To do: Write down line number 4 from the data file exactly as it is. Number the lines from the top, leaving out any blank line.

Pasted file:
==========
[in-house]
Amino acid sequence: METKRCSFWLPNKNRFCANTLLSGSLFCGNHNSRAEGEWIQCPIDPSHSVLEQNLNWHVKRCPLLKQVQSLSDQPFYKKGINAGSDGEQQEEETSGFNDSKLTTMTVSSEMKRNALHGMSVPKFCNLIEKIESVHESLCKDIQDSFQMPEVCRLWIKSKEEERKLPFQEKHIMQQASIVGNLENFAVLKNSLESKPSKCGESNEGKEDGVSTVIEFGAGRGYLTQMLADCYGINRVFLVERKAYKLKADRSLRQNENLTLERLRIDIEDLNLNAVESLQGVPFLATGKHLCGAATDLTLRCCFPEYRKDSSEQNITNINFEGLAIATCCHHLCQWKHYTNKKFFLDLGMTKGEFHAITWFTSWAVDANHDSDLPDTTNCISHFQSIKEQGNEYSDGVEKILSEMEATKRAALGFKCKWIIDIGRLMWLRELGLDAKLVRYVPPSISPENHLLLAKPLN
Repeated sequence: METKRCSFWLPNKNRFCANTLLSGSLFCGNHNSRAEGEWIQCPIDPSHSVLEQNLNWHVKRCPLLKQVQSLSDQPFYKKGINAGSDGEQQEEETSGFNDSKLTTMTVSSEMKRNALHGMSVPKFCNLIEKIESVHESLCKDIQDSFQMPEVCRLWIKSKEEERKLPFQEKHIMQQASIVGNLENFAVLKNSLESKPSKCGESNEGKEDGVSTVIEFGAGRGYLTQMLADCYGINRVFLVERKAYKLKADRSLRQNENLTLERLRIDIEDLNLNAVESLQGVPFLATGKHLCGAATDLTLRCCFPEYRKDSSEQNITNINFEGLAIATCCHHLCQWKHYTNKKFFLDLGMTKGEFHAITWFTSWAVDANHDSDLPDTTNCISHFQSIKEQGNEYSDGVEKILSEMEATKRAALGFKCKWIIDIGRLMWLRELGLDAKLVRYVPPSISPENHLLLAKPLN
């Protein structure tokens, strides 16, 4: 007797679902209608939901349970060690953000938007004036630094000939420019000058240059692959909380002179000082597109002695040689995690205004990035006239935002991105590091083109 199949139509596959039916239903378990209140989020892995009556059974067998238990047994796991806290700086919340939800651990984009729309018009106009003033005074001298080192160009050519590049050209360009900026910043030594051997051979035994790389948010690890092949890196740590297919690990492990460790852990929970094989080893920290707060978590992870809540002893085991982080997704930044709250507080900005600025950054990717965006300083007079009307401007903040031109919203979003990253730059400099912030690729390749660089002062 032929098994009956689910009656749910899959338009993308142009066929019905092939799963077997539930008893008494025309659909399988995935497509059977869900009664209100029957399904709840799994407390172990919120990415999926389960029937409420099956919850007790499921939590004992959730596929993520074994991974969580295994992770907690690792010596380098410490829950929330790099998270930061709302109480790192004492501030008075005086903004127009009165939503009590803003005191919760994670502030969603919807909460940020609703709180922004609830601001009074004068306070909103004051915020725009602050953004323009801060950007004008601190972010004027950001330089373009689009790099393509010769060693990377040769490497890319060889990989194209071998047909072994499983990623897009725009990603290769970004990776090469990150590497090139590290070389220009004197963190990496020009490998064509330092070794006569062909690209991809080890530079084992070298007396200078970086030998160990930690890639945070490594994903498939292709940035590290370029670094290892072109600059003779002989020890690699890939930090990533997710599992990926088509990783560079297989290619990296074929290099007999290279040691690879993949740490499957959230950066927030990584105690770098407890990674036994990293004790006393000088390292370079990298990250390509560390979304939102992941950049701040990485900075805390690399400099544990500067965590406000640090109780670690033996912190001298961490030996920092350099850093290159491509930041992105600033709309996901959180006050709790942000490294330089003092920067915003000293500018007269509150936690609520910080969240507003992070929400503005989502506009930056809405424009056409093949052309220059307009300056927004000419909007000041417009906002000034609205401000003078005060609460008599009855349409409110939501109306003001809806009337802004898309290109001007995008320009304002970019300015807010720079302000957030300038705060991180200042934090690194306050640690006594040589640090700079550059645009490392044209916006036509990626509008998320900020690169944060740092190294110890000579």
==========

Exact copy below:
């Protein structure tokens, strides 16, 4: 007797679902209608939901349970060690953000938007004036630094000939420019000058240059692959909380002179000082597109002695040689995690205004990035006239935002991105590091083109 199949139509596959039916239903378990209140989020892995009556059974067998238990047994796991806290700086919340939800651990984009729309018009106009003033005074001298080192160009050519590049050209360009900026910043030594051997051979035994790389948010690890092949890196740590297919690990492990460790852990929970094989080893920290707060978590992870809540002893085991982080997704930044709250507080900005600025950054990717965006300083007079009307401007903040031109919203979003990253730059400099912030690729390749660089002062 032929098994009956689910009656749910899959338009993308142009066929019905092939799963077997539930008893008494025309659909399988995935497509059977869900009664209100029957399904709840799994407390172990919120990415999926389960029937409420099956919850007790499921939590004992959730596929993520074994991974969580295994992770907690690792010596380098410490829950929330790099998270930061709302109480790192004492501030008075005086903004127009009165939503009590803003005191919760994670502030969603919807909460940020609703709180922004609830601001009074004068306070909103004051915020725009602050953004323009801060950007004008601190972010004027950001330089373009689009790099393509010769060693990377040769490497890319060889990989194209071998047909072994499983990623897009725009990603290769970004990776090469990150590497090139590290070389220009004197963190990496020009490998064509330092070794006569062909690209991809080890530079084992070298007396200078970086030998160990930690890639945070490594994903498939292709940035590290370029670094290892072109600059003779002989020890690699890939930090990533997710599992990926088509990783560079297989290619990296074929290099007999290279040691690879993949740490499957959230950066927030990584105690770098407890990674036994990293004790006393000088390292370079990298990250390509560390979304939102992941950049701040990485900075805390690399400099544990500067965590406000640090109780670690033996912190001298961490030996920092350099850093290159491509930041992105600033709309996901959180006050709790942000490294330089003092920067915003000293500018007269509150936690609520910080969240507003992070929400503005989502506009930056809405424009056409093949052309220059307009300056927004000419909007000041417009906002000034609205401000003078005060609460008599009855349409409110939501109306003001809806009337802004898309290109001007995008320009304002970019300015807010720079302000957030300038705060991180200042934090690194306050640690006594040589640090700079550059645009490392044209916006036509990626509008998320900020690169944060740092190294110890000579």